Services – An Android Component

As an android developer you must have know the major components of android in very detailed manner. If not don’t worry!! Today I am writing here to help you guys to get through one of the major component of Android i.e. “Service”. If you are a beginner you would probably think why we would need services in our coding. If this is the case you might becomes the services  FAN by the end of this tutorial. You will understand how important role a service will play for a developer. Eventually you will come to know that they always play a important role in designing when you integrate them with web services, or have an application logic which will bound you beyond the UI i.e. If you need to start long running tasks in response to user input, then you should not expect the UI to wait for the result. A service is an application component that implements and performs long running operations in the background without any need to interact with the user. Services also handle the background processing associated with the application. A service started by an application will be continuing to running in background even when user switches to another application component.   While developing services, you must always have few key questions in your mind like:   How to communicate with the service from an Activity/Fragment? How to communicate with the Activity/Fragment from a service? How to keep my service from being killed?   You will get the answers of all these questions by the end of this tutorial. I will explain each in a very good detail.   In android we have following two states that are essentially taken by a service.   Started  startService() Bound  bindService()   Lets see these states in a bit more detail:   Started: A service is started with calling startService() by an application component (such as an activity). A service is once started it will keep running in the background for indefinite time even if the component that started is destroyed. A single operation is performed by a started service and it doesn’t return any result to the caller.   Bound: A service is bound by an application component by calling bindService( ). A bound service allows an application component to interact with service by offering a client-server interface that enables a component to send requests, get results and even do so across processes with inter-process communication (IPC). A bound service runs as long as another application component bound to it. Multiple components can be bind to a service but when all of them unbind, the service is destroyed.   In the remaining tutorial I will be going to explain you how to start, stop and create a service and the service life cycle. Let’s have a look on each one by one.   How to Start a service   A service can be started from an activity or other application by passing an intent (specifying the service to start) to startService(). The android system calls the service’s onStartCommand() method and passes it the intent. onStartCommand() can be never called directly. Following is an example shows that an activity can start the example service in the previous section (HelloService) using an explicit intent with startServie().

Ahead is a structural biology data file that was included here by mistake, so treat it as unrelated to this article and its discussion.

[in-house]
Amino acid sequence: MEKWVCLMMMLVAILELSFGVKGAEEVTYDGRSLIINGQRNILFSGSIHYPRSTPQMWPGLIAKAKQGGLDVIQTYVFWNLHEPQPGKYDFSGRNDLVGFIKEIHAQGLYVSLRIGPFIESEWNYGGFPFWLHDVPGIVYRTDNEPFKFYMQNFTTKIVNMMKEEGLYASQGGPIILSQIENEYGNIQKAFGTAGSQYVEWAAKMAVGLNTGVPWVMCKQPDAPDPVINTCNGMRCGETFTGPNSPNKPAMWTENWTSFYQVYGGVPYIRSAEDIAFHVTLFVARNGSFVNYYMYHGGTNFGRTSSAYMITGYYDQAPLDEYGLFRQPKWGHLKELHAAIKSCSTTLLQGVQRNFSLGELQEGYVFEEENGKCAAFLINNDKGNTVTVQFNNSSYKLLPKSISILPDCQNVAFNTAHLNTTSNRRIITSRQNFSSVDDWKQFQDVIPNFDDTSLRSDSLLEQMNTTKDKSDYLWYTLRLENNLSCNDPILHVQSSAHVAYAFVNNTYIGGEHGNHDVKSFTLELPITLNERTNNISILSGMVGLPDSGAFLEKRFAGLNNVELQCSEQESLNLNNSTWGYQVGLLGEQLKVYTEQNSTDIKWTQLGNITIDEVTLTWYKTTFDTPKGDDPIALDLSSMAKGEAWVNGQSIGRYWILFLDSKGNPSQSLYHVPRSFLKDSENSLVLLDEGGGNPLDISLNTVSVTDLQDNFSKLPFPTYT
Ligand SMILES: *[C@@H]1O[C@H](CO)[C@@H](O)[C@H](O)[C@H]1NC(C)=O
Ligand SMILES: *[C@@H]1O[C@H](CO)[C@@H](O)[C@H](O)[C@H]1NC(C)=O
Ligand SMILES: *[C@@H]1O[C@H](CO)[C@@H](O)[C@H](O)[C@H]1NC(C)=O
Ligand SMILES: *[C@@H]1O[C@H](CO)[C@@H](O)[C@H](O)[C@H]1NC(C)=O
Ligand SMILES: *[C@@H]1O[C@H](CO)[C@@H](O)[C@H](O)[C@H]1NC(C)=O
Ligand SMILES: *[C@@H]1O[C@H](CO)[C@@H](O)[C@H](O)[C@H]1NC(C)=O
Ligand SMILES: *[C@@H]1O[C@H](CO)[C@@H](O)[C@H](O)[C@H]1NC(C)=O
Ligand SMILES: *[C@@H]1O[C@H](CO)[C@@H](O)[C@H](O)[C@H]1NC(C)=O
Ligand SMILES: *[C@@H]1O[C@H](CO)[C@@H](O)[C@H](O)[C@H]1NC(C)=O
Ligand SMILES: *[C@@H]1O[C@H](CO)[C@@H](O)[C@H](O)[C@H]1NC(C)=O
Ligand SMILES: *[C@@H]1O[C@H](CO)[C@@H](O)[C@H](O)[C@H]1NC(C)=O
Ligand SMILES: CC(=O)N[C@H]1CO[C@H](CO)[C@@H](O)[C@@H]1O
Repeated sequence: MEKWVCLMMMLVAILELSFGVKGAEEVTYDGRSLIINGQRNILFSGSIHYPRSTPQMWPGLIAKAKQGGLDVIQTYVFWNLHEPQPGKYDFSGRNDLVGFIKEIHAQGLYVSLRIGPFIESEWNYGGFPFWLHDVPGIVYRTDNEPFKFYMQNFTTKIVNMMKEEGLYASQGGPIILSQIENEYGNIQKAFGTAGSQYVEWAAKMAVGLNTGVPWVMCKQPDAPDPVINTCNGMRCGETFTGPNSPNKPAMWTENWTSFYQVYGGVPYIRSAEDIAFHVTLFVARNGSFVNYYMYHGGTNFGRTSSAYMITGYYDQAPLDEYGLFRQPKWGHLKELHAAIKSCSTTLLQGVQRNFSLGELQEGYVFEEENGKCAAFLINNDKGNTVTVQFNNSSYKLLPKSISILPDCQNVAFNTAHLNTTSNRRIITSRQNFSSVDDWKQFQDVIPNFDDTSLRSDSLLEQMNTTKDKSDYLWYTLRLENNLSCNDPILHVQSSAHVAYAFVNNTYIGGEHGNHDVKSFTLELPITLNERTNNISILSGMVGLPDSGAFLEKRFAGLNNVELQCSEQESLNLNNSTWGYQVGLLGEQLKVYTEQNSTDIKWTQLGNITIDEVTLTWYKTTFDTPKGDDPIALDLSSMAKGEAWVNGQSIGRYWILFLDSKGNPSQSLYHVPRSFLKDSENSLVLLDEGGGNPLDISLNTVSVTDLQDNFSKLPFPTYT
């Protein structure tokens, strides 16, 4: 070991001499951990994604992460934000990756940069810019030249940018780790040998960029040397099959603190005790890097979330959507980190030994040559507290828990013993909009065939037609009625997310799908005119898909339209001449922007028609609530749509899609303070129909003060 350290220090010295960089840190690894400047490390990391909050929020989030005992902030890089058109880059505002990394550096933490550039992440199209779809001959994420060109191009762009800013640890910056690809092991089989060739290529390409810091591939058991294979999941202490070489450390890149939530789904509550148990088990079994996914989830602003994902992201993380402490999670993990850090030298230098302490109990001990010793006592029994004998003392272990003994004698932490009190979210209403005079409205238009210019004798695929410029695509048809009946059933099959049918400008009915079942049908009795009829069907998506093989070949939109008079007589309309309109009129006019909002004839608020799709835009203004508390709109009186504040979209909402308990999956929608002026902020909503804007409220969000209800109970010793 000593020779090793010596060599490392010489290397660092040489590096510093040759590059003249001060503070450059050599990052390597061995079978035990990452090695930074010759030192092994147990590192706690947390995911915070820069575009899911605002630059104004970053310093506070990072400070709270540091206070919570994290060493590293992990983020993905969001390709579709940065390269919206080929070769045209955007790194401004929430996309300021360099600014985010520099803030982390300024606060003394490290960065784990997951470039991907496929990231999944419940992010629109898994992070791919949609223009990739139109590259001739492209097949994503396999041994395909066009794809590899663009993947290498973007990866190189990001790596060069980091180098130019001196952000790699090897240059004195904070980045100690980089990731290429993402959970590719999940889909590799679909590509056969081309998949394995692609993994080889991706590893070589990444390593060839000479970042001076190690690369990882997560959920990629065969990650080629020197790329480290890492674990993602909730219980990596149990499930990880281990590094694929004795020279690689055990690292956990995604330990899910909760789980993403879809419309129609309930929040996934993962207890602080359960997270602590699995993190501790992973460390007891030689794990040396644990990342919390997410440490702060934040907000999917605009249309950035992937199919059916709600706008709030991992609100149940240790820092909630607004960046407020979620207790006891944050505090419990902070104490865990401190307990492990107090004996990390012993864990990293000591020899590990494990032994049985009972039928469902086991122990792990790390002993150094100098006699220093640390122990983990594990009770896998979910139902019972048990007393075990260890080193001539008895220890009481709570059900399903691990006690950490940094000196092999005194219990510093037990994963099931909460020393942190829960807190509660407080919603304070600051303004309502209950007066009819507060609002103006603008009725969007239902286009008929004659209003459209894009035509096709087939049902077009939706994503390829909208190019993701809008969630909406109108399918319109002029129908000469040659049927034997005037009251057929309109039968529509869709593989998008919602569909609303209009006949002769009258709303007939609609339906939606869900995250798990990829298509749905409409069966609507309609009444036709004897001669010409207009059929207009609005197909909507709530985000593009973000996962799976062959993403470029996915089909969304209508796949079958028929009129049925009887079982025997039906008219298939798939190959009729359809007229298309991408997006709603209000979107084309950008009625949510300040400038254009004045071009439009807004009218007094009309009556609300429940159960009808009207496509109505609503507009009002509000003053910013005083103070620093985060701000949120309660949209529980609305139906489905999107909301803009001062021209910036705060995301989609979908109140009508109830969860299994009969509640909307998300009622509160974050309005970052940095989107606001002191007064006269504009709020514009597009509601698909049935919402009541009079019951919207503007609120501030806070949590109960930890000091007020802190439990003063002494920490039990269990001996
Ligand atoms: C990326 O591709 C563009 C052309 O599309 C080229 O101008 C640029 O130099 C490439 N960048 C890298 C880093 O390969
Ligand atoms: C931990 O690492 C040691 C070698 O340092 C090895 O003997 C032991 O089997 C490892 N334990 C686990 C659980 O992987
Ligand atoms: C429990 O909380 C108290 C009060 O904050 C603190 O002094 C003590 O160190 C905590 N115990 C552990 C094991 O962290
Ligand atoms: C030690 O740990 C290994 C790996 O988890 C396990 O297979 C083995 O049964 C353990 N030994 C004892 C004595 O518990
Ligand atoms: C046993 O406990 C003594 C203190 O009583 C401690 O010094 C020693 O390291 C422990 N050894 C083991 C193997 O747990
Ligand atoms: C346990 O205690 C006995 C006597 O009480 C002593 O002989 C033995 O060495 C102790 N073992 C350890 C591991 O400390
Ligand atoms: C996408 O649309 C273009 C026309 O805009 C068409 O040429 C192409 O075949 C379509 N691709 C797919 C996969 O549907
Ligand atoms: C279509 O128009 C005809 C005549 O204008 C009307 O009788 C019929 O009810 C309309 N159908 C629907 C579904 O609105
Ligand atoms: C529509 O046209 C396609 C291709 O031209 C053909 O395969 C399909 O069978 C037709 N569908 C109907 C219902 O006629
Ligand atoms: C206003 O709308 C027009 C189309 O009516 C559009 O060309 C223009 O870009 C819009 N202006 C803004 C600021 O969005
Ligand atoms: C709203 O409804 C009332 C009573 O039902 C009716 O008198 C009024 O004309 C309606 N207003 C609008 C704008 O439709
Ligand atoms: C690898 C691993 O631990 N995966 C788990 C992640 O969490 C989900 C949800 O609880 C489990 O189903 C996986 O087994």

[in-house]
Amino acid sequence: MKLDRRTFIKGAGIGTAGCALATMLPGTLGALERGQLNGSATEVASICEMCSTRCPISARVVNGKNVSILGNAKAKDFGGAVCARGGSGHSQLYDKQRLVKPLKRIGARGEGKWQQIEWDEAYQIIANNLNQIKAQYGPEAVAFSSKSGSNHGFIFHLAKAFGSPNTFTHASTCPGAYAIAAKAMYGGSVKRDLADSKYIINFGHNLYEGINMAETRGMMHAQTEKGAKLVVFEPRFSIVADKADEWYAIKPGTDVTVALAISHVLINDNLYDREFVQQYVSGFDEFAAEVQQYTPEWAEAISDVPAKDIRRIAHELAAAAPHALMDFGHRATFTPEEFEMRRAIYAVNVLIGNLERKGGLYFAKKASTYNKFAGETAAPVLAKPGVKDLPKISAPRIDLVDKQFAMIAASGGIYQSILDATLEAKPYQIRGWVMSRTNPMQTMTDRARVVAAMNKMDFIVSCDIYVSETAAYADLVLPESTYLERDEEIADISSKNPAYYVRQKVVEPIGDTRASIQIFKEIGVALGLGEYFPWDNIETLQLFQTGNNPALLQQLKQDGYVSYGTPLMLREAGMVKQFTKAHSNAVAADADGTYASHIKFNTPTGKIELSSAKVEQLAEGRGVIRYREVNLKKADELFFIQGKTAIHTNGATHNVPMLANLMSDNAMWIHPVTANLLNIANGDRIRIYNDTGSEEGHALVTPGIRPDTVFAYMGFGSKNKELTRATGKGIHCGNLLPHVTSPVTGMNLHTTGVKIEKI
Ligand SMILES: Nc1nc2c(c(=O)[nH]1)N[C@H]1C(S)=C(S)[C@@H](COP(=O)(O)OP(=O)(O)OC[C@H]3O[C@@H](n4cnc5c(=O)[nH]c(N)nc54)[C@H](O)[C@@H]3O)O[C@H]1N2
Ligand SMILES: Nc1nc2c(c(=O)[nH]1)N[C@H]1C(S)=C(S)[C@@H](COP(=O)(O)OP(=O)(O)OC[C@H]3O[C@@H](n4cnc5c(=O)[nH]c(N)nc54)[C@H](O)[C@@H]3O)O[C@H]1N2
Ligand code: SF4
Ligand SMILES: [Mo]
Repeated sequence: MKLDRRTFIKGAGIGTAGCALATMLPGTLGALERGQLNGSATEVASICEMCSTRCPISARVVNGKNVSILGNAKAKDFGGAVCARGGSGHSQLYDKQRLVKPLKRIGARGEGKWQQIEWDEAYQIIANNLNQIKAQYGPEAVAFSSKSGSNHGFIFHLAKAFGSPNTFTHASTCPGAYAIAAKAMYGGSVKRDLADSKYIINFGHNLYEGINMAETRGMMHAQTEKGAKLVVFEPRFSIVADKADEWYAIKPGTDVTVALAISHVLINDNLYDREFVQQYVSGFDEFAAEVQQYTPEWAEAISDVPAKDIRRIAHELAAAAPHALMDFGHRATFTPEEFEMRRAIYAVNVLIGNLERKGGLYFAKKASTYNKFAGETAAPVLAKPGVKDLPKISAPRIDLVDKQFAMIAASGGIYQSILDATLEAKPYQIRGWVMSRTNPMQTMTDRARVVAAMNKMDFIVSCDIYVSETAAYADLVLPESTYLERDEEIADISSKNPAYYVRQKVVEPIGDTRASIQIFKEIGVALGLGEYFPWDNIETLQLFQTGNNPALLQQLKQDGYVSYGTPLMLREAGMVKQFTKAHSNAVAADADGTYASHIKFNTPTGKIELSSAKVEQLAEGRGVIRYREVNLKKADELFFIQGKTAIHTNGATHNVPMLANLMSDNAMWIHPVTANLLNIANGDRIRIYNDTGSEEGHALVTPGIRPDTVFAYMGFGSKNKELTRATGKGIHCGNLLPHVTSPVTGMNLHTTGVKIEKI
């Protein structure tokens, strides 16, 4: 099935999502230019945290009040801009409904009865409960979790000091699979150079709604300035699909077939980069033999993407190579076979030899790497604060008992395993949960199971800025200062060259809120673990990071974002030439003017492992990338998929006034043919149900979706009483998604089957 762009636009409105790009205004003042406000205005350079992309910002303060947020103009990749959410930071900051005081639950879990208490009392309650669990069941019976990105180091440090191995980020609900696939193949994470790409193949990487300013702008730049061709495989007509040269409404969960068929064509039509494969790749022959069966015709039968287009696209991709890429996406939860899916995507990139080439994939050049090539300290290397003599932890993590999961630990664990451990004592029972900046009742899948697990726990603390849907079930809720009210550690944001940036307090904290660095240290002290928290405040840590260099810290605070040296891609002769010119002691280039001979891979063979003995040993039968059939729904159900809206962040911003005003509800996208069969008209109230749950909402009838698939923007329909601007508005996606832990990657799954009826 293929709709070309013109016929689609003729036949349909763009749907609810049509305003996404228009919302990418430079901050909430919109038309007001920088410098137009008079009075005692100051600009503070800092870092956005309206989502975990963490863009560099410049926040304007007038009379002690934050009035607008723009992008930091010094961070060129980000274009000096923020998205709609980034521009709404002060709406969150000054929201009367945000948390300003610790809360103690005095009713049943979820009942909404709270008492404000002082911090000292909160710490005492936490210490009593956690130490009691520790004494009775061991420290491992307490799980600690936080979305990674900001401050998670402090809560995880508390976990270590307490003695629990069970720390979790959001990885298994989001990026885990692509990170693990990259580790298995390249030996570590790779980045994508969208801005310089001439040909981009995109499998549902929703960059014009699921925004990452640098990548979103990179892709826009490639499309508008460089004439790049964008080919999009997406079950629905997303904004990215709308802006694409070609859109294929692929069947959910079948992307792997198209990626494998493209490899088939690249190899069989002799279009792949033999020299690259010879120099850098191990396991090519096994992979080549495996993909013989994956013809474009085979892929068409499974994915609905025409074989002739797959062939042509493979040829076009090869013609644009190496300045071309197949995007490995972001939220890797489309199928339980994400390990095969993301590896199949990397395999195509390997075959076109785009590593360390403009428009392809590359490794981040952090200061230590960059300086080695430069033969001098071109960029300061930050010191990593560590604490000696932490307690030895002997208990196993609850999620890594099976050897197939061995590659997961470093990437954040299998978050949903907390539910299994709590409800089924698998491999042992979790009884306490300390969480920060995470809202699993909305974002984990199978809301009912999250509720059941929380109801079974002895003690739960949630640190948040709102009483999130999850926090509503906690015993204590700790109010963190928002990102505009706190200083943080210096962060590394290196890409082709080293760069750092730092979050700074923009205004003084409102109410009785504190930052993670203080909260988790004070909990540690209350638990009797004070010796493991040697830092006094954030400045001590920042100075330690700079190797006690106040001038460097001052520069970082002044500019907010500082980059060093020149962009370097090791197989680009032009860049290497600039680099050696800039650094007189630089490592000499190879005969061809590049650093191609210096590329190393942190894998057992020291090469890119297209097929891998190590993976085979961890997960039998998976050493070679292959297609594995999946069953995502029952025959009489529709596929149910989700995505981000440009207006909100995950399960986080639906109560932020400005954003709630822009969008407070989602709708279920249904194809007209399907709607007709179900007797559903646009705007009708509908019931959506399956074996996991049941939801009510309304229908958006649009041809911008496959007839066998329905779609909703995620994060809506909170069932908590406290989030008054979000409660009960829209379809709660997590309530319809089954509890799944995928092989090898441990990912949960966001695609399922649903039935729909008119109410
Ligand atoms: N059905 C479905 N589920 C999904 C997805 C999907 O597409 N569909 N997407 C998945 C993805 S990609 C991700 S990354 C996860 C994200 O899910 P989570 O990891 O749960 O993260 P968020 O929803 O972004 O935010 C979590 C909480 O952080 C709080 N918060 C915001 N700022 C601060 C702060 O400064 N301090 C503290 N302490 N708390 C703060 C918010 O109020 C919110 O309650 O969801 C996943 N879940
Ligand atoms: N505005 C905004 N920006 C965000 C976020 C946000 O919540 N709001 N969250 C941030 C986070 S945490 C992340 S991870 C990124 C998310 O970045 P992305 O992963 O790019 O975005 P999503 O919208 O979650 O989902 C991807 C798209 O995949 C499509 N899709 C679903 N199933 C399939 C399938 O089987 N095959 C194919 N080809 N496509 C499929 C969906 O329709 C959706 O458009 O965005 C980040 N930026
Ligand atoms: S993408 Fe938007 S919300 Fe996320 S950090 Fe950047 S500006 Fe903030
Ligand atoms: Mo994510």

If there are multiple requests to start the service then it results in multiple corresponding calls to the service’s onStartCommand(). However, only one request to stop the service (with stopSelf() or stopService()) is required to stop it.   How to Stop a service:    A started service must manage its own lifecycle. It means the system doesn’t stop or destroy the service unless it must recover system memory and service continues to run after onStartCommand() returns. So the service must stop itself by calling stopSelf() or another component can stop it by calling stopService(). System will destroy the service as soon as possible once it requested to stop with stopSelf() or stopService().   How to Create a service (unBounded):   In android a service can be created by extending the service class and adding a service tag to Android Manifest. You must override the methodonCreate(), onStart(),  onStartCommand(), and onDestroy() after extending the class. onStart() and onStartCommand() methods are essentially similar, the only which differs both is that onStart() method has been deprecated in API level 5 and above. J If context.startService() is used to create a service by the system. The method onCreate() is called just before onStart() or onStartCommand(). If the service is bound with a call to context.bindService() method, the onCreate() method is called just before the onbind() method.onStart() and  onStartCommand() are not called in this case.   Creating a started services   A started service can be defined as the service which another component starts by calling startService(), results in a call to service’s onStartCommand() method. This started service has a lifecycle that is independent of the component that started it and service will keep running in background for indefinite time ,even the component is destroyed that started the service. When its job is completed it should stop itself by calling stopSelf() or another component will stop it by calling stopService().   The service can be started by an application component such as an activity by calling startService() and passing an intent that specifies the service and includes any data for service’s use. This intent is received by service onStartCommand() method.   For instance some data needs to be store on online database by an activity. Then activity can start an associated service and deliver the data to save by passing an intent to startService(). The intent is received by the service in onStartCommand(), which connects to the internet and perform a database transaction. Service will stop itself and destroyed when the transaction is completed.   […]

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